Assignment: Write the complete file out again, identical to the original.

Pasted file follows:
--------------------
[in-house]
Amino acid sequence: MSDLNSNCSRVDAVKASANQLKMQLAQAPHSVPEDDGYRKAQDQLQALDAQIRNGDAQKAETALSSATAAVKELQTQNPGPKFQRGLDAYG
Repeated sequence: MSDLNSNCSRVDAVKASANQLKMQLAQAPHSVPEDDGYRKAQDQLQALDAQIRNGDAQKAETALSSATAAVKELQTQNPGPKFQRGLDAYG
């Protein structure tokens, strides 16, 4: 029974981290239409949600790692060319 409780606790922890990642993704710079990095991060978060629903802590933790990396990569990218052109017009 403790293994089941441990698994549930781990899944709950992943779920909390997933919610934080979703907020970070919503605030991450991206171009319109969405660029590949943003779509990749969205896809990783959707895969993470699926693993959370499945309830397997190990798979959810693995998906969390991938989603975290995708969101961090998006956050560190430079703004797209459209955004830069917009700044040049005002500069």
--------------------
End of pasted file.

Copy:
[in-house]
Amino acid sequence: MSDLNSNCSRVDAVKASANQLKMQLAQAPHSVPEDDGYRKAQDQLQALDAQIRNGDAQKAETALSSATAAVKELQTQNPGPKFQRGLDAYG
Repeated sequence: MSDLNSNCSRVDAVKASANQLKMQLAQAPHSVPEDDGYRKAQDQLQALDAQIRNGDAQKAETALSSATAAVKELQTQNPGPKFQRGLDAYG
């Protein structure tokens, strides 16, 4: 029974981290239409949600790692060319 409780606790922890990642993704710079990095991060978060629903802590933790990396990569990218052109017009 403790293994089941441990698994549930781990899944709950992943779920909390997933919610934080979703907020970070919503605030991450991206171009319109969405660029590949943003779509990749969205896809990783959707895969993470699926693993959370499945309830397997190990798979959810693995998906969390991938989603975290995708969101961090998006956050560190430079703004797209459209955004830069917009700044040049005002500069």